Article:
Instrumentation. The 1 H NMR spectrum was recorded with a Bruker AMX 300 MHz spectrometer. UV-visible spectra of the 4,4’(3,3’)-PBPMEH-PPV and 4,4’(3,3’)-PBPCAR-PPV were measured on a Shimadzu UV-3100S. FT-IR spectra were measured by an EQUINOX 55 spectrometer. The thermogravimteric analysis (TGA) and differential scanning calorimetry (DSC) measurements of polymers were performed under nitrogen atmosphere, at a heating rate of 10 ℃/min with Dupont 9900 analyzers. Photoluminescence spectra of the polymers were obtained using a Spex Fluorolog-3 (model FL3-11) spectrofluorometer. EL spectra of the LED device were measured with a Minolta CS-1000 spectroradiometer. Luminance-currentvoltage (L-I-V) characteristics were recorded using a programmable current/voltage source (Keithley 238), and a luminance meter (Minolta LS-100).
Diphosphonium Salts Monomers. 4,4’-Bis(bromomethyl) biphenyl (1). To synthesize the compound 1, 1.47 g (8.0 mmol) of N-bromosuccinimide (NBS) was dissolved in 50 mL of CCl 4 under nitrogen atmosphere. Then 0.72 g (4.0 mmol) of 4,4’-dimethylbiphenyl and a catalytic amount of benzoyl peroxide (BPO) were added to this solution and the mixture was heated 90℃ for 3 hr under nitrogen atmosphere. The completion of the reaction was identified by the appearance of succinimide on the surface of the reaction solution. The solution was extracted with methylene chloride and NaOH solution. The organic layer was washed with water, and dried over anhydrous MgSO 4 . The solvent was then removed by distillation to give 1.1 g (83.3%) of white solid. 1 H NMR (CDCl 3 , ppm) δ 7.33-7.29 (m, 8H, aromatic), 4.54 (s, 4H, -CH 2 Br). 13 C NMR (CDCl 3 ,ppm): δ 141.0, 136.7, 130.0, 128.1, 33.3. Anal. Calcd. for C 14 H 12 Br 2 : C, 49.45; H, 47.00. Found: C, 49.90; H, 46.70.
4,4’-Biphenylbis(triphenylphosphonium bromide) (2). A solution of 1.0 g (2.9 mmol) of compound 1 and 1.83 g (7.0 mmol) of triphenylphosphine in 20 mL DMF was stirred and reacted at room temperature for 12 hr. The resulting mixture was poured into diethyl ether. After filtration and vacuum drying, diphosphonium salts monomer, 2, was obtained as a white solid. The product yield was 1.9 g (76%). 1H NMR (CDCl 3 , ppm) δ 7.76-7.40 (m, 30 H, aromatic H), 7.34-7.27 (m, 8H, aromatic), 5.30 (d, 4H, -PCH2-).13C NMR (CDCl3,ppm): δ 137.06, 137.8, 136.0, 127.9, 129.3, 127.2, 58.4. Anal. Calcd. for C 50 H 42 Br 2 P 2 : C, 69.46; H, 4.90. Found: C, 69.10; H, 4.01.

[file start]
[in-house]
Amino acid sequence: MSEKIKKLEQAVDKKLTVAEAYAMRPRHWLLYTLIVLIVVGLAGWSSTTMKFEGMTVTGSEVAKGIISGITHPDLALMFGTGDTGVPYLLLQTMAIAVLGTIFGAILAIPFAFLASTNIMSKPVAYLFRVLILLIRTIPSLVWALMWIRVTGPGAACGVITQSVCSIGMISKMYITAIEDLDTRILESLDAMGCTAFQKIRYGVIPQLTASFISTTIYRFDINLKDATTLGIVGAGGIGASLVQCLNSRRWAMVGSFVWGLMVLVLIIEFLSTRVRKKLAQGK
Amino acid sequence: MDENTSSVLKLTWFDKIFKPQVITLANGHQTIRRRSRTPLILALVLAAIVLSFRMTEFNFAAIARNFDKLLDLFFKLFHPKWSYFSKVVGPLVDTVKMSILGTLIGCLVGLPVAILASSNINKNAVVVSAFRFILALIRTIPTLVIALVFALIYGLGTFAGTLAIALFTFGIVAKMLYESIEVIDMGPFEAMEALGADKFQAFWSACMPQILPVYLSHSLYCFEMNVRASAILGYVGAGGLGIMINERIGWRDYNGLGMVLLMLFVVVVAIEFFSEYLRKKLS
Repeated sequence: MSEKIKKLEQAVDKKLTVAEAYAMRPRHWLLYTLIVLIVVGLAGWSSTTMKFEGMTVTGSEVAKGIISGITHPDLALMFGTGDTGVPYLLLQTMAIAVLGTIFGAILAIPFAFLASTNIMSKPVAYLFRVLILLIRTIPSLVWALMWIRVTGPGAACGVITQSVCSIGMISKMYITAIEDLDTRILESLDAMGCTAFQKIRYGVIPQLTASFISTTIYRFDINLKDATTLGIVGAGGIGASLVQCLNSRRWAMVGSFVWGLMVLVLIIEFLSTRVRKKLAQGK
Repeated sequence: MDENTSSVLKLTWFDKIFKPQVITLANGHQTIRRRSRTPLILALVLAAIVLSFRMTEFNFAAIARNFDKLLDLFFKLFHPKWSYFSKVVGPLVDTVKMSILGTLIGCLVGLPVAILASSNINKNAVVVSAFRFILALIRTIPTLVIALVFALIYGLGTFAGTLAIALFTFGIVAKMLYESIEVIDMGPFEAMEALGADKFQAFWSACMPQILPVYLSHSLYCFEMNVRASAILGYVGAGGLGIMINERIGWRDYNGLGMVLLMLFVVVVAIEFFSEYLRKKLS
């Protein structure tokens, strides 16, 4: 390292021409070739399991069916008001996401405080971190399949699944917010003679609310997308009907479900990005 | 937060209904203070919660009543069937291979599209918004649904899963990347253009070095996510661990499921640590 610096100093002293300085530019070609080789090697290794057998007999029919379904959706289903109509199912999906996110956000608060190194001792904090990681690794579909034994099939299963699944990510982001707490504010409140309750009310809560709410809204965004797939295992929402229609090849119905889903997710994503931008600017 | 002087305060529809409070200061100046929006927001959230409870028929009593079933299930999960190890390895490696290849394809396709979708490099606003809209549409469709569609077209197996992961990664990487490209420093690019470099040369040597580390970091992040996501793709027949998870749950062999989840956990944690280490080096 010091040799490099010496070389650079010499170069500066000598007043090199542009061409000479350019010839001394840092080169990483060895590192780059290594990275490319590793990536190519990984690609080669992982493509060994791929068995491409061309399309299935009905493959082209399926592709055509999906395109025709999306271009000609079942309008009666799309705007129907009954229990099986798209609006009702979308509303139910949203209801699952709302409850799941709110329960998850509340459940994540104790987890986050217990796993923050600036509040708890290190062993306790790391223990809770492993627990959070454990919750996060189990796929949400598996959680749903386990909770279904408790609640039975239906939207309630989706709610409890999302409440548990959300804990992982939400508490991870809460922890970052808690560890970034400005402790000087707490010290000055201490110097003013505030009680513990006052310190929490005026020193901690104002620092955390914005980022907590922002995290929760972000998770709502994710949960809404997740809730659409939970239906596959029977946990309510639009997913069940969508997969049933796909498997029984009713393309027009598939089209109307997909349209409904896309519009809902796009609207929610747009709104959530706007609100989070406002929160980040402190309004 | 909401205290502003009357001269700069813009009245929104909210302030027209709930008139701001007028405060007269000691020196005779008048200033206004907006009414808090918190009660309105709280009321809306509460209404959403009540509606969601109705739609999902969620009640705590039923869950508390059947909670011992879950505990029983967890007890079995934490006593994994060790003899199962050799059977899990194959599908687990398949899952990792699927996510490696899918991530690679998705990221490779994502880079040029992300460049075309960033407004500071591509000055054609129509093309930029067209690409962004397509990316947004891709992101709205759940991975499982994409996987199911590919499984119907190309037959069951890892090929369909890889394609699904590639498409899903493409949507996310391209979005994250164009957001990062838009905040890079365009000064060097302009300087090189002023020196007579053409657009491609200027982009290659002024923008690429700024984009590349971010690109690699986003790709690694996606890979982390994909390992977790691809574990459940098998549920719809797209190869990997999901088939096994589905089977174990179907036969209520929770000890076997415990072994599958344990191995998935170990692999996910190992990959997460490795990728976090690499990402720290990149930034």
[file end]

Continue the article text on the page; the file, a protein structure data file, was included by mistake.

3,3’-Bis(bromomethyl)biphenyl (3). To synthesize the compound 3, 1.47 g (8.0 mmol) of N-bromosuccinimide (NBS) was dissolved in 50 mL of CCl 4 under nitrogen atmosphere. Then 0.72 g (4.0 mmol) of 3,3’-dimethylbiphenyl and a catalytic amount of benzoyl peroxide (BPO) was added to this solution and the following synthetic procedures were performed in the same manner as for compound 1. The product yield was 0.9 g (68.2%). 1 H NMR (CDCl 3 , ppm) δ 7.56-7.36 (m, 8H, aromatic), 4.57 (s, 4H, -CH2Br). 13 C NMR (CDCl 3 , ppm): δ 139.9, 138.7, 130.5, 129.4, 128.1, 127.8, 33.5. Anal. Calcd. for C 14 H 12 Br 2 : C, 49.45; H, 47.00. Found: C, 49.01; H, 46.90.
3,3’-Biphenylbis(triphenylphosphonium bromide) (4). A solution of 1.0 g (2.9 mmol) of compound 3 and 1.83 g (7.0 mmol) of triphenylphosphine in 20 mL DMF was stirred and reacted at room temperature for 12 hr. The following synthetic procedures were performed in the same manner as for compound 2. The product yield was 1.6 g (64%). 1 H NMR (CDCl 3 , ppm) δ 7.81- 7.45 (m, 30 H, aromatic H), 7.31-7.21 (m, 8H, aromatic), 5.26 (d, 4H, -PCH2-). 13 C NMR (CDCl 3 , ppm): δ 141.3, 137.2, 136.0, 130.6, 128.4, 127.5, 128.8, 128.6, 58.7. Anal. Calcd. for C 50 H 42 Br 2 P 2 : C, 69.46; H, 4.90. Found: C, 69.05; H, 4.60.
Dialdehyde Monomers. 9-(2-Ethylhexyl)carbazole-3,6-dicarbaldehyde (5). This was synthesized by an adapted literature procedure, and as in our previous work [13] .
5-(2-Ethylhexyloxy)-2-methoxybenzene-1,4-dicarbaldehyde (6). This was synthesized by an adapted literature procedure, and as in our previous work [14] .
Polymerization of 4,4’(3,3’)-PBPCAR-PPV. A solution of 0.38 g (1.15 mmol) of 9-(2-ethylhexyl)carbazole-3,6-dicarbaldehyde and 1 g (1.15 mmol) each of diphosphonium salt monomer (4,4’ -biphenylbis(triphenylphosphonium bromide) for 4,4’-PBPCARPPV, and 3,3’- biphenylbis(triphenyl phosphonium bromide) for 3,3’-PBPCAR-PPV), was prepared in 10 mL of chloroform. 0.67 g (6 mmol) of potassium t-butoxide was dissolved completely in 10 mL of ethanol, and this base solution was carefully dropped into the solution of monomers. After 1-2 days, the polymer product was precipitated from methanol. The crude polymers were filtered, and then purified by using a Soxhlet extractor in methanol for 2 days. The polymer yields were 0.31 g (56.0%) for 4,4’-PBPCAR-PPV, and 0.35 g (63.1%) for 3,3’-PBPCAR-PPV.